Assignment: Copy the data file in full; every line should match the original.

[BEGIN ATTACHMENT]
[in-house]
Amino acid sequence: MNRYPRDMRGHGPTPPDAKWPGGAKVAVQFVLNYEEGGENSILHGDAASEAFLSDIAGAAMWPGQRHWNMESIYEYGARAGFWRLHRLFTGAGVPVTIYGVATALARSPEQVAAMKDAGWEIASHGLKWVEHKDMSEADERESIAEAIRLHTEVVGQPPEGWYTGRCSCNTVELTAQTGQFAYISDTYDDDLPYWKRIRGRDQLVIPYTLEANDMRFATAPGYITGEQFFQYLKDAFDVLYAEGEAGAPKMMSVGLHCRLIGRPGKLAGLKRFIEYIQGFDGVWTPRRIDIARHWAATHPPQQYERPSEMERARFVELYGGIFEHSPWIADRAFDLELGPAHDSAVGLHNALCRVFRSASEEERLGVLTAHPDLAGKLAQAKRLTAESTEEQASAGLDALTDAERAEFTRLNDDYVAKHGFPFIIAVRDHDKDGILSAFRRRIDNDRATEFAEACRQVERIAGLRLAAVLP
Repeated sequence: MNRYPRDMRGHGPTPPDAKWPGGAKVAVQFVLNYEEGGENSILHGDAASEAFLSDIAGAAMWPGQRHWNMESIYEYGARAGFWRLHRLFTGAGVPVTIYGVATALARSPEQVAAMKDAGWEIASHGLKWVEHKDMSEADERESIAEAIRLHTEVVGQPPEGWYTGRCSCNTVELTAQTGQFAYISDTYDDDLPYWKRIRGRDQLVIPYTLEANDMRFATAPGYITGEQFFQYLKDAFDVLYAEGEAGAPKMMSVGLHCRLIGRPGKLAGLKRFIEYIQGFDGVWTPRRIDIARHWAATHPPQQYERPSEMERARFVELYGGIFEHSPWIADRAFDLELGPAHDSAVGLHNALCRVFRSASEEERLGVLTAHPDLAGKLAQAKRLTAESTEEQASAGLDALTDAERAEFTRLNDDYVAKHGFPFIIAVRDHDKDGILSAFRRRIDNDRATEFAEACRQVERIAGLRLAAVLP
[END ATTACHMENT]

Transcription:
[in-house]
Amino acid sequence: MNRYPRDMRGHGPTPPDAKWPGGAKVAVQFVLNYEEGGENSILHGDAASEAFLSDIAGAAMWPGQRHWNMESIYEYGARAGFWRLHRLFTGAGVPVTIYGVATALARSPEQVAAMKDAGWEIASHGLKWVEHKDMSEADERESIAEAIRLHTEVVGQPPEGWYTGRCSCNTVELTAQTGQFAYISDTYDDDLPYWKRIRGRDQLVIPYTLEANDMRFATAPGYITGEQFFQYLKDAFDVLYAEGEAGAPKMMSVGLHCRLIGRPGKLAGLKRFIEYIQGFDGVWTPRRIDIARHWAATHPPQQYERPSEMERARFVELYGGIFEHSPWIADRAFDLELGPAHDSAVGLHNALCRVFRSASEEERLGVLTAHPDLAGKLAQAKRLTAESTEEQASAGLDALTDAERAEFTRLNDDYVAKHGFPFIIAVRDHDKDGILSAFRRRIDNDRATEFAEACRQVERIAGLRLAAVLP
Repeated sequence: MNRYPRDMRGHGPTPPDAKWPGGAKVAVQFVLNYEEGGENSILHGDAASEAFLSDIAGAAMWPGQRHWNMESIYEYGARAGFWRLHRLFTGAGVPVTIYGVATALARSPEQVAAMKDAGWEIASHGLKWVEHKDMSEADERESIAEAIRLHTEVVGQPPEGWYTGRCSCNTVELTAQTGQFAYISDTYDDDLPYWKRIRGRDQLVIPYTLEANDMRFATAPGYITGEQFFQYLKDAFDVLYAEGEAGAPKMMSVGLHCRLIGRPGKLAGLKRFIEYIQGFDGVWTPRRIDIARHWAATHPPQQYERPSEMERARFVELYGGIFEHSPWIADRAFDLELGPAHDSAVGLHNALCRVFRSASEEERLGVLTAHPDLAGKLAQAKRLTAESTEEQASAGLDALTDAERAEFTRLNDDYVAKHGFPFIIAVRDHDKDGILSAFRRRIDNDRATEFAEACRQVERIAGLRLAAVLP